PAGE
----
Hiding Form Elements - Clarification Needed

I am finally taking time to study JavaScript again and improve my skills in it. I have come across some code used to hide a block of elements in an html form until a checkbox is selected. The code is as follows:

var myCheckBox = document.getElementById("myCheckBox ");
var myFormElements = document.getElementById("myFormElements");

function toggleElements() {
    myCheckBox.onclick = function() {
        if (myCheckBox.checked) {
            myFormElements.style.display = "block";
        } else {
            myFormElements.style.display = "none";
        }
    };
    myFormElements.style.display = "none"; // initial state of myFormElements
}

window.onload = function() {
    toggleElements();
};

The last line in the function myFormElements.style.display = "none"; ensures that the elements are not displayed initially. But won’t it also hide the elements after the onclick event handler has finished running? In other words, won’t the elements always be hidden then?

What am I missing in this logic?

That script is dealing with display, not visibility. You’ve got to remember that visibility:hidden is NOT the same as display:none

Display none takes the element and removes it from the view completely. It doesn’t exist at all.
Visibility: hidden just makes the element invisible. All other aspects (height, width, margin, padding) all apply - you just can’t view the element itself.

Here’s a quick codepen to show the difference. Rudimentary but effective

I understand that, but in this code the onclick toggles the display of the section. Then there is a statement that sets the display to “none”, which is meant to set the initial state of the section. My question is, considering the order of the code, won’t that statement ensure that the display is always set to “none”?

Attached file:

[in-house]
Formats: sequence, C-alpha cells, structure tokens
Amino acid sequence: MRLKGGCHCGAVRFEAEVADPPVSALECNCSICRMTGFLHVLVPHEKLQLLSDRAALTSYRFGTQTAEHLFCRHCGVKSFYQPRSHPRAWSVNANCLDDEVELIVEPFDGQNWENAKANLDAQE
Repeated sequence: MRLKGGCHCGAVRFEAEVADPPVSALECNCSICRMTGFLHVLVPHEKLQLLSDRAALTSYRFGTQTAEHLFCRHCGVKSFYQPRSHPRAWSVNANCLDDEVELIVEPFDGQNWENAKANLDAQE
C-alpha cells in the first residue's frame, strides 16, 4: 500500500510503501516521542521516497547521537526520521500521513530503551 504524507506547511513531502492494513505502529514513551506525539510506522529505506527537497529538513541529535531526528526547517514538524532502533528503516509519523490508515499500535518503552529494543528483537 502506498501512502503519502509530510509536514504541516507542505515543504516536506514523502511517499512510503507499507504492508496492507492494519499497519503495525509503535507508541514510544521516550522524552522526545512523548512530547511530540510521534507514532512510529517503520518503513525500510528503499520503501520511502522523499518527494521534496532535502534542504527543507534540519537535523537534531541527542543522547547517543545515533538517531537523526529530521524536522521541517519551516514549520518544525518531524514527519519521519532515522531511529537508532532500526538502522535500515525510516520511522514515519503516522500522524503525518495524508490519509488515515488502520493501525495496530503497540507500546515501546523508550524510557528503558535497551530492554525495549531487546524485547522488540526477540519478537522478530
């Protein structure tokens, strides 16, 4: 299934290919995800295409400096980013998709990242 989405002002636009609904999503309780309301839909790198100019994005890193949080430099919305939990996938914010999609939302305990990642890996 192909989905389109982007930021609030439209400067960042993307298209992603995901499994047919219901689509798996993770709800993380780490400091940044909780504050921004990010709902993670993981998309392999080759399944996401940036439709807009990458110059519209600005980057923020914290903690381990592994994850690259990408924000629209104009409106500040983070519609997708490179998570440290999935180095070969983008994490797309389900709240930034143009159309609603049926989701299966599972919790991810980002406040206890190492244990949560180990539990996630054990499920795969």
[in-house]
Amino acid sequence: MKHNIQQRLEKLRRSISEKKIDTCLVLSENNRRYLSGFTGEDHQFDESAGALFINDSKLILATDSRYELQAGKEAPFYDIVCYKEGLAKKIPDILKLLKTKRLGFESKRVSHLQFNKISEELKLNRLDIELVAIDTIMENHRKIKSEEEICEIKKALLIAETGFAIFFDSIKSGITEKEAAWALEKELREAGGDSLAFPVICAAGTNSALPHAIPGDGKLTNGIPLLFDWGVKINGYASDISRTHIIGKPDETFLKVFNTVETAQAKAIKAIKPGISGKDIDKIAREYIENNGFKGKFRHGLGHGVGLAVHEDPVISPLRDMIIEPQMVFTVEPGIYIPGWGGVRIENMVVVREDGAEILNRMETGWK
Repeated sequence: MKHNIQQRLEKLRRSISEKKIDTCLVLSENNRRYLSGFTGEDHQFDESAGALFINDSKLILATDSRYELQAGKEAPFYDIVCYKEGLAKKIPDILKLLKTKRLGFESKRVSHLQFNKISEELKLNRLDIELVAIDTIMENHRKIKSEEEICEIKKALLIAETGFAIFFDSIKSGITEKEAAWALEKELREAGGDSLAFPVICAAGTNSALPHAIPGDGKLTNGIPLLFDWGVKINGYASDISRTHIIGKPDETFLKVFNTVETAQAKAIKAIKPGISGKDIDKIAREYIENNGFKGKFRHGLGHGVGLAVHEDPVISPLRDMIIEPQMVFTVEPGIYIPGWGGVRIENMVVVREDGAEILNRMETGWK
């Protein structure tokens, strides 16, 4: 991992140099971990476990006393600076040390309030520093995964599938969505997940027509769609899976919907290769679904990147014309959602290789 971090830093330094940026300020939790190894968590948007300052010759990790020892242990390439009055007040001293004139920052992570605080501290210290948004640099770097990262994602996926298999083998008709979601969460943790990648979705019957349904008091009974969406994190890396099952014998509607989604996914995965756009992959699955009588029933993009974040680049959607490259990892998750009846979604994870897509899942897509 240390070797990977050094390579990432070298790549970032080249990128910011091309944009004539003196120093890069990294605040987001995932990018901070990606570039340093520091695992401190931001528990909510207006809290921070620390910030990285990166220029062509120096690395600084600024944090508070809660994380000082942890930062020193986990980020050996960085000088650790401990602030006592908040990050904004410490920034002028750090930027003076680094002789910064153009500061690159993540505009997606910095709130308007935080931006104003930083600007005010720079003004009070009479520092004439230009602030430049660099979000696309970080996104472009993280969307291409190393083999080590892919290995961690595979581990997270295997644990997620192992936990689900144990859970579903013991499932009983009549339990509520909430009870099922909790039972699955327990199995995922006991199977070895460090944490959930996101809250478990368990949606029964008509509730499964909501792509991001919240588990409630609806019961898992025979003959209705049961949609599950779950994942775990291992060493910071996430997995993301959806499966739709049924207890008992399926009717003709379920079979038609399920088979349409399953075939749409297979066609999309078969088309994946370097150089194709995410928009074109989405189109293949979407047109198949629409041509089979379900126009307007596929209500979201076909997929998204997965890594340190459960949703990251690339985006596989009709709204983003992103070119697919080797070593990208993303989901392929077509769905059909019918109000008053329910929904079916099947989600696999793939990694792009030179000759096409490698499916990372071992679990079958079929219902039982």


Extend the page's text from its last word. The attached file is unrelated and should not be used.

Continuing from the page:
Nope, because that only runs onload. Everything after that is the onClick events.

Okay, so the function toggleElements only runs once, but once it has run, the myCheckBox.onclick event is always available, even though it is inside the toggleElements function?

Correct. Technically, the toggleElements method runs once. In that method, it’s attaching an event listener to the checkbox, which sits in a “rest mode” until the checkbox has been checked/unchecked, at which time fires off the other method.

To be honest, the whole separate toggleElements event is superfluous, and it would be less confusing if everything in the toggleEvents method was just put into the onload event, though I personally would reverse the order of behavior…

var myCheckBox = document.getElementById("myCheckBox ");
var myFormElements = document.getElementById("myFormElements");

window.onload = function() {
    // all defaults first
    myFormElements.style.display = "none"; // initial state of myFormElements

    // now the event listeners....
    myCheckBox.onclick = function() {
        if (myCheckBox.checked) {
            myFormElements.style.display = "block";
        } else {
            myFormElements.style.display = "none";
        }
    };
};

The order you used makes so much more sense. Thank you for clearing up that area of confusion for me. So once the event listener is ‘activated’, it remains available for the entire time the page is loaded, and the anonymous function then can be fired multiple times.